The ecological implications of the variation in ligand sensitivity among species suggest that functional variation in compounds of dietary items or antifeedants are shaping the taste receptor genes of primates. Our findings emphasize the importance of investigating the role of bitter substances in the diets of NWMs. Recent studies have suggested the presence of TAS2Rs not only in the tongue, but also in other organs, like the nasal cavity and airway . These receptors might therefore have a role in the detection of chemical compounds like camphor and colchicine based on their bitter taste, but also via other senses, such as olfaction.
Based on an analysis of ancestral receptors, we identified candidate amino acid substitutions responsible for the evolutionary shift in ligand sensitivity among species (Fig. 2). Specifically, we detected the following substitutions: C82F for the increase between “Ancestor 2” and “Ancestor 1” of TAS2R1; I8T, A13S, H144R, S145T, M157L, S161P, I166V, F177S, S178F, A181T, V192L, V194L, T205A, S249C, and I278F for the increase between “Ancestor 1” and owl monkey TAS2R1; I8L, I15M, F22S, L95F, V149A, H164R, N158K, I174A, Y248C, I258T, and S271C for the decrease between “Ancestor 1” and marmoset TAS2R1; L7F, S24N, L62F, T143N, V156F, F189L, Q208R, H249N, and M257L for the increase between “Ancestor 2” and marmoset TAS2R4; A9G, V70I, A135T, T153A, V156F, L177V, R205K, and F253T for the decrease between “Ancestor 1” and owl monkey TAS2R4. Homology modeling based on rhodopsin structures (or a recently resolved smoothened structure ) as a template would help reveal the mechanism underlying the interspecific variation. Additionally, site-directed mutagenesis experiments for these candidate residues are needed to identify the precise amino acid residues responsible for the observed interspecific variation in ligand sensitivity. Towards this goal, we conducted site-directed mutagenesis experiments and found that the amino acid difference at position 62 is one of the responsible sites for the difference in response amplitude between TAS2R4 of marmoset and other species. Because amino acid residue at position 62 would be situated in the extracellular side of second transmembrane domain , it might affect the ligand binding reaction of TAS2R4. Further investigations of additional candidate mutations may explain receptor function differences between NWMs.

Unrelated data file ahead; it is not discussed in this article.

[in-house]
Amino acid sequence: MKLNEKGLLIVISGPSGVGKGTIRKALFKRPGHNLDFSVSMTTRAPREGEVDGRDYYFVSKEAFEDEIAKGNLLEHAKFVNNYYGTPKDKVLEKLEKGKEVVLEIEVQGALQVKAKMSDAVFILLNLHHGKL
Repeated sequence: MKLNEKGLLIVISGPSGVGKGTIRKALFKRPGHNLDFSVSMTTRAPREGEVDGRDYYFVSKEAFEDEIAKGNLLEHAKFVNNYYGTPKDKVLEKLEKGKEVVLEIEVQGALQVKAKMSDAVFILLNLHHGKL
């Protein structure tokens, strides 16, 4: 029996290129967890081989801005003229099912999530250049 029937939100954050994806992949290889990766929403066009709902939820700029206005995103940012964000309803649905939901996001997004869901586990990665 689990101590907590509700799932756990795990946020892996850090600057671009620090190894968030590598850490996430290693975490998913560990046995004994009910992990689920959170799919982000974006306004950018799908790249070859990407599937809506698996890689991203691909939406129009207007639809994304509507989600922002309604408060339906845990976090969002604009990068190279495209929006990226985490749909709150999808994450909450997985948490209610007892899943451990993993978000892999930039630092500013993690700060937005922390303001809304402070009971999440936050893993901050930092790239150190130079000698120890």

In summary, we compared the ligand sensitivity of the bitter taste receptors of NWMs. We found that sensitivity of TAS2Rs varies among species. These results raise the possibility that variation among TAS2Rs in ligand sensitivity is associated with ecological adaptations. Using an ancestral analysis, we detected evolutionary shifts in ligand sensitivity during the molecular evolution of TAS2R1 and TAS2R4, and we identified amino acid residues responsible for the shifts. Most of the ancestral receptors showed intermediate responsiveness between the most and least responsive existing receptors (i.e., TAS2R1: owl monkey and other species, respectively; TAS2R4: marmoset and owl monkey, respectively). Interestingly, these results suggest that ancestral receptors, characterized by intermediate responsiveness, evolved lower or higher responsiveness over time, as shown in the extant study species. Molecular and environmental studies will provide the basis for elucidating these phenomena and, more broadly, the diversification of NWMs, from molecular and ecological perspectives.
We thank Dr. T. Ueda for providing the G16/gust44 expression vector.